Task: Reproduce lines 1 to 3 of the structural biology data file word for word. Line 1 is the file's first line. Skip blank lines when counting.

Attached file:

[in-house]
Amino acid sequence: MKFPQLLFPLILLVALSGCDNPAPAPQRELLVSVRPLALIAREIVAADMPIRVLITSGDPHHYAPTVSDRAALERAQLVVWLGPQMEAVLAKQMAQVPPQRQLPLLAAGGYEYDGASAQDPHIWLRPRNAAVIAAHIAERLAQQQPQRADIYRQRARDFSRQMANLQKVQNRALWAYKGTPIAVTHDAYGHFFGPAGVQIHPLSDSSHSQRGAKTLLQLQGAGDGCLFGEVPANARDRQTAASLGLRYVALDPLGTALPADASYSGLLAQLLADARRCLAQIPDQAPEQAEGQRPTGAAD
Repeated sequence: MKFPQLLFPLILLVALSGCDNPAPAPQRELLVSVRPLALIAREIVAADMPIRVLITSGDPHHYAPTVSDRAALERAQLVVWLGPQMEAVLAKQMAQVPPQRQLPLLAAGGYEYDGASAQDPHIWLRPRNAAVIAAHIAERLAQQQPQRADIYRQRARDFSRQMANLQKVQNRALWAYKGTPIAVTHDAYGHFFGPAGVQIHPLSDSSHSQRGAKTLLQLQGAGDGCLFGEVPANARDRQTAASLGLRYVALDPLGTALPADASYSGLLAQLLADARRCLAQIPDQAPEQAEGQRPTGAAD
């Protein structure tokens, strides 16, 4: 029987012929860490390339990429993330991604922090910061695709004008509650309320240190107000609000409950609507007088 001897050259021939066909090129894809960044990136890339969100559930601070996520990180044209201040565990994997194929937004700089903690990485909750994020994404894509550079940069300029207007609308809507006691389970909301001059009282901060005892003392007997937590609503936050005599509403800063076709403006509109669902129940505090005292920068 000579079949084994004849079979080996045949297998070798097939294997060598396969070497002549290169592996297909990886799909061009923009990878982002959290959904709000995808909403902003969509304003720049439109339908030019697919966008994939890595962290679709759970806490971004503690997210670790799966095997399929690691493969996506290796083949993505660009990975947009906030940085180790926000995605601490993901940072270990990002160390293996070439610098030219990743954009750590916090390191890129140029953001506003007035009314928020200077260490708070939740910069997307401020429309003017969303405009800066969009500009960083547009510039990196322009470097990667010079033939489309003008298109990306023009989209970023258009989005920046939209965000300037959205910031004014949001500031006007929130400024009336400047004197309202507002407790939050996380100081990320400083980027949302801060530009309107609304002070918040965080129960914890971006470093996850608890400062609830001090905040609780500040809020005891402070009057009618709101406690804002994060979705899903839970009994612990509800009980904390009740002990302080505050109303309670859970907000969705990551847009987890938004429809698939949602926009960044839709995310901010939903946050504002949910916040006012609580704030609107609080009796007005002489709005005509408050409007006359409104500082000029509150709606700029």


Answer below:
[in-house]
Amino acid sequence: MKFPQLLFPLILLVALSGCDNPAPAPQRELLVSVRPLALIAREIVAADMPIRVLITSGDPHHYAPTVSDRAALERAQLVVWLGPQMEAVLAKQMAQVPPQRQLPLLAAGGYEYDGASAQDPHIWLRPRNAAVIAAHIAERLAQQQPQRADIYRQRARDFSRQMANLQKVQNRALWAYKGTPIAVTHDAYGHFFGPAGVQIHPLSDSSHSQRGAKTLLQLQGAGDGCLFGEVPANARDRQTAASLGLRYVALDPLGTALPADASYSGLLAQLLADARRCLAQIPDQAPEQAEGQRPTGAAD
Repeated sequence: MKFPQLLFPLILLVALSGCDNPAPAPQRELLVSVRPLALIAREIVAADMPIRVLITSGDPHHYAPTVSDRAALERAQLVVWLGPQMEAVLAKQMAQVPPQRQLPLLAAGGYEYDGASAQDPHIWLRPRNAAVIAAHIAERLAQQQPQRADIYRQRARDFSRQMANLQKVQNRALWAYKGTPIAVTHDAYGHFFGPAGVQIHPLSDSSHSQRGAKTLLQLQGAGDGCLFGEVPANARDRQTAASLGLRYVALDPLGTALPADASYSGLLAQLLADARRCLAQIPDQAPEQAEGQRPTGAAD